The Role of Trust in Virtual Teams



In her HBR article “Do You Really Trust Your Team? (And Do They Trust You?), Amy Jen Su wrote that “at its most basic level, trust is about the work that needs to get done” (HBR, Business Communication, December 2019), and according to author and inspirational speaker Simon Sinek, “A team is not a group of people that work together. A team is a group of people that trust each other” (www.simonsinek.com).


Anyone who has ever been in a team has more than likely experienced first-hand the negative impact that a trust-deficit has on a team’s performance. Silo’0s, unresolved conflict, limited information sharing, lack of collaboration and poor communication are just some of the challenges which may be caused by a lack of trust in a team, resulting in low morale, slow decision making and a lack of innovation and creativity.


These pitfalls are even more prevalent in virtual teams as it becomes difficult to build connections without shared, in-person experiences. Humans are naturally hard wired for these connections which are created through building relationships with each other. The risk of disconnection in virtual teams is even greater as context is often lost when communication channels are primarily digital and decision making is less collaborative and lacking in transparency.


So how does a virtual team increase their levels of trust with one another? Not only between themselves, but with other teams, stakeholders, clients and the larger organisational systems around them?


In his book “The Speed of Trust”, Stephen M.R. Covey wrote that “by extending trust, you empower people. You create a high-trust culture that brings out the best in people, creates high level synergy, and maximises the ability of any organisation to accomplish what it sets out to do”. Covey advises “extending trust abundantly to those who have earned your trust, and conditionally to those earning your trust”.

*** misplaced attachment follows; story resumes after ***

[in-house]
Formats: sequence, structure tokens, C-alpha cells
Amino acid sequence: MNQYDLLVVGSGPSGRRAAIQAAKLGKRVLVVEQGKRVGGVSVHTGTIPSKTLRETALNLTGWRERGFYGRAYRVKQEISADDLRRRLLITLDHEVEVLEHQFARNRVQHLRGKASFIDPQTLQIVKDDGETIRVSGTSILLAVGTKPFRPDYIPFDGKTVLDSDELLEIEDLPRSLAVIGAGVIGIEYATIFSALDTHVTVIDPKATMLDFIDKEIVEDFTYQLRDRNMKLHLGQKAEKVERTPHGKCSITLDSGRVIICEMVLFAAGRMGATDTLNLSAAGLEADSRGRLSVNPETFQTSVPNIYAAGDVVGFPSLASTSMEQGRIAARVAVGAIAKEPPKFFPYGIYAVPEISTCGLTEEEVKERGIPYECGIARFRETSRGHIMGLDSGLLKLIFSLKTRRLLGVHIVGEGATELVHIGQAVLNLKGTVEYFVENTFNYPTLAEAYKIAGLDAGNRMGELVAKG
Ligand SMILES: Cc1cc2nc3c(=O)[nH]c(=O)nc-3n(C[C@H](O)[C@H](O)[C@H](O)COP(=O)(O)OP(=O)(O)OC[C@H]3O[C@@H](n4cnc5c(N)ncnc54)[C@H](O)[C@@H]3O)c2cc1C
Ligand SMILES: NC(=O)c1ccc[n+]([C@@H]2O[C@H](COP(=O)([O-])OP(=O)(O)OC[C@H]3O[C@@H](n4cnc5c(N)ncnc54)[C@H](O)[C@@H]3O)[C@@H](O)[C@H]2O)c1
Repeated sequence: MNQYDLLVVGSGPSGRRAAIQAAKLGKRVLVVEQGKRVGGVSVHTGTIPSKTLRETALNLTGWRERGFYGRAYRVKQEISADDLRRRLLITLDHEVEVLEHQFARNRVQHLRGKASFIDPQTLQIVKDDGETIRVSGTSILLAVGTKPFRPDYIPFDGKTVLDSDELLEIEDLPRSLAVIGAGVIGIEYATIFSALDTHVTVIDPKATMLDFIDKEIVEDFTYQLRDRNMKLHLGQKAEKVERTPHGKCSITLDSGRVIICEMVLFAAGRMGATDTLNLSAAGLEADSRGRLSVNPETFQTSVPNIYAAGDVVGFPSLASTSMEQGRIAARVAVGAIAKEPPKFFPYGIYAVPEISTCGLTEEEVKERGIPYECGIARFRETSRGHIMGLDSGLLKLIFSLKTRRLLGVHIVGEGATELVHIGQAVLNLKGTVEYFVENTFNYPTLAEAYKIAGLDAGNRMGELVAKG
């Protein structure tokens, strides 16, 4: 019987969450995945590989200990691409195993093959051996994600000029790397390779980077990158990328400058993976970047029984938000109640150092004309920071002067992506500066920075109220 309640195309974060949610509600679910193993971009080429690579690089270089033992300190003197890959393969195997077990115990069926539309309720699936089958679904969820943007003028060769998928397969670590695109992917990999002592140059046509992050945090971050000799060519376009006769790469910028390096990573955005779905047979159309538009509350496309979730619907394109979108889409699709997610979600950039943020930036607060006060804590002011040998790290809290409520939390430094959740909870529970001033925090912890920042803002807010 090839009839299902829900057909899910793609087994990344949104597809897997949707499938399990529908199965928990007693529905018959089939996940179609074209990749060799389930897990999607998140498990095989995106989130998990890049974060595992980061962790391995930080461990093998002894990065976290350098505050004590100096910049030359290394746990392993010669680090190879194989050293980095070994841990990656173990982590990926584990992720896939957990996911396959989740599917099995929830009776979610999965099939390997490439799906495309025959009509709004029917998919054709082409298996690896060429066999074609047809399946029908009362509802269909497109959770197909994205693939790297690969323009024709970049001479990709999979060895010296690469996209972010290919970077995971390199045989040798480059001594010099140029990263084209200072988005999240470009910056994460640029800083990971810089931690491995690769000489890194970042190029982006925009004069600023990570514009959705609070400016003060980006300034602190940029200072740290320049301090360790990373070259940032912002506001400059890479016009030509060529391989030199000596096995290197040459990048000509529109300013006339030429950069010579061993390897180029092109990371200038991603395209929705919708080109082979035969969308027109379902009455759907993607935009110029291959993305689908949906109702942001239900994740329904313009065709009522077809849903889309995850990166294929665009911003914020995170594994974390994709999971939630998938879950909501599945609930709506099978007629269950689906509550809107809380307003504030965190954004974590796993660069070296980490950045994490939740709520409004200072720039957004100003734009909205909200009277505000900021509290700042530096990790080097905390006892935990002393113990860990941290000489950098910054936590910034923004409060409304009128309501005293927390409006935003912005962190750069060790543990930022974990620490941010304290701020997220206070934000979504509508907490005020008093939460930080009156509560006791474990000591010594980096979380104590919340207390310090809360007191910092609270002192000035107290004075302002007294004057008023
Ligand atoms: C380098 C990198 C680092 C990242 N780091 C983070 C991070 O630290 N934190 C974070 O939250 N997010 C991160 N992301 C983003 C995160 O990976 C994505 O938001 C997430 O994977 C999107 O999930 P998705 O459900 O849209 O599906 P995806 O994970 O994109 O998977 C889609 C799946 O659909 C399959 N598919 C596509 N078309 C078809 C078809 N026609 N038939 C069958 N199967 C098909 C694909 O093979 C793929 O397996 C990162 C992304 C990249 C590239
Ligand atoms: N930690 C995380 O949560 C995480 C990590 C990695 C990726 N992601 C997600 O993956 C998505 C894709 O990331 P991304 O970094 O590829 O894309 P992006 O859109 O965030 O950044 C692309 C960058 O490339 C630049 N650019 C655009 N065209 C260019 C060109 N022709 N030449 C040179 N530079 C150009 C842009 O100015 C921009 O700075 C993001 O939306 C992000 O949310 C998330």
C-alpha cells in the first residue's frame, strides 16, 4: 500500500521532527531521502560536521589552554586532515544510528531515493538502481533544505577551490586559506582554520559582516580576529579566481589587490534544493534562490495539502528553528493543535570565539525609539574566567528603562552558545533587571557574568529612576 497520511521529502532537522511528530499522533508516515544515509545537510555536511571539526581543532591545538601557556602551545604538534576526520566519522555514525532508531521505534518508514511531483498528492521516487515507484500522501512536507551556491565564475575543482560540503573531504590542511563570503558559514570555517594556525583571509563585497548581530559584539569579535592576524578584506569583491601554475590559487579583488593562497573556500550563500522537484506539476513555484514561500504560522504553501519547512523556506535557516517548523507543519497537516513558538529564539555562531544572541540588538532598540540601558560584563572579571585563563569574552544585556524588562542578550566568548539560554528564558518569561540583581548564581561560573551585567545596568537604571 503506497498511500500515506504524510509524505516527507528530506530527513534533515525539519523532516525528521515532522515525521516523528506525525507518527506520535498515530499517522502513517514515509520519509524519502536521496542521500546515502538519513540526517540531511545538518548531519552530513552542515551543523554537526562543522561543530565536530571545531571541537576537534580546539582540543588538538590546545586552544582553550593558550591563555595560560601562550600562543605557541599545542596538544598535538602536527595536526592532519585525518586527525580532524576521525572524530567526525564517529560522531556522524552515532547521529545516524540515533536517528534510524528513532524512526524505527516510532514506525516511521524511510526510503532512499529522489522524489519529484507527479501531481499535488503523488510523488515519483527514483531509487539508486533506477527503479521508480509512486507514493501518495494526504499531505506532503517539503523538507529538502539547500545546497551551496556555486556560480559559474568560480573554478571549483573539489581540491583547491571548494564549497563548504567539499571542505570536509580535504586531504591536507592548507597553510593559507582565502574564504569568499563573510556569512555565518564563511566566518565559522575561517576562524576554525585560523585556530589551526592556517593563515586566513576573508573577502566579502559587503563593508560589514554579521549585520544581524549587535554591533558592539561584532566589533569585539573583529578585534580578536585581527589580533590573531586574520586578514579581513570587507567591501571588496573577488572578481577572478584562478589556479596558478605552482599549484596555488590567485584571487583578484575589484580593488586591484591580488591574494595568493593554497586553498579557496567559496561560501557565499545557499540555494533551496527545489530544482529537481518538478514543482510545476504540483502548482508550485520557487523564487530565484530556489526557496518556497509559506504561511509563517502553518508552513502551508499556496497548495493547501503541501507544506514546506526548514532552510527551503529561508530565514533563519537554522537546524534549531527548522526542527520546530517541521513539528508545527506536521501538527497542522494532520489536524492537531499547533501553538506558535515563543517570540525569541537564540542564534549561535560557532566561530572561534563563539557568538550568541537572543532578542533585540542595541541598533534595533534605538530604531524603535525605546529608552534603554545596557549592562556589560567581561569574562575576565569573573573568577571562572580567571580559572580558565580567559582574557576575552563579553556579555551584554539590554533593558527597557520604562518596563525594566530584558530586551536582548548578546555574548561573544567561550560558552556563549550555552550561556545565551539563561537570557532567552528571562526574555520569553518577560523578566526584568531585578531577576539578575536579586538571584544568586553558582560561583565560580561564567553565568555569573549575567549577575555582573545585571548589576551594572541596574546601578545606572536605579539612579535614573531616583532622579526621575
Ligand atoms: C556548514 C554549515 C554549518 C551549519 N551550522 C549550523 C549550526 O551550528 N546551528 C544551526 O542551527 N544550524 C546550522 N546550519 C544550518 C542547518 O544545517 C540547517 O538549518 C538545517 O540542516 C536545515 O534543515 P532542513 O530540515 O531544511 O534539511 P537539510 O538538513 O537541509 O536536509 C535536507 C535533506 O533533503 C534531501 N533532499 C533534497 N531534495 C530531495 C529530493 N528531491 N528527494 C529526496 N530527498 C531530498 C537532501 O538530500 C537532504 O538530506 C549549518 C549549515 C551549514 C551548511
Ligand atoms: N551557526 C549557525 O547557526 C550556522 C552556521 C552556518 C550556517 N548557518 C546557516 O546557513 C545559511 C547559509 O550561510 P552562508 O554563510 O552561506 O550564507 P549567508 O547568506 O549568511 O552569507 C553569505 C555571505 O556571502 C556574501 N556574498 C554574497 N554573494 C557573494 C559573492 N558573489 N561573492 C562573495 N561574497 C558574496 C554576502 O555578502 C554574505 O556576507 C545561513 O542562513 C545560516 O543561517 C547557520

Building this trust takes time and intention. Virtual teams can do this by creating opportunities to share and understand each other’s scope of work, timelines, thought processes, preferred communication and social styles and their unique decision-making processes. Holding regular “Challenge and Solution” sessions where open, constructive, solutioning occurs as the team examines both challenges and solutions from every angle – risks, trade-offs, stakeholders, etc. The teams will also benefit from being curious about and pushing each other’s thinking.


Leaders of virtual teams can increase trust and set the team up for success by clarifying roles, responsibilities and expectations. Involve the team in establishing the ground rules for how they want to behave towards each other and work together, including how they will hold each other accountable and resolve conflict. Successful, trust-rich teams celebrate their wins and achievements and are intentional about nurturing the team’s spirit by ensuring a culture of appreciation for team strengths, diverse perspectives and contributions.


Trust is essential for virtual teams as it provides a sense of safety and belonging, creating a culture where the team shares openly, takes more risks, listens to each other and ultimately, flourishes, fails and learns together.


References:

  • Amy Jen Su. Harvard Business Review, Business Communication, December 2019.

  • Simon Sinek. www.simonsinek.com, 2021.

  • Stephen M.R. Covey with Rebecca R. Merrill. The Speed of Trust, The One Thing That Changes Everything. 1988.

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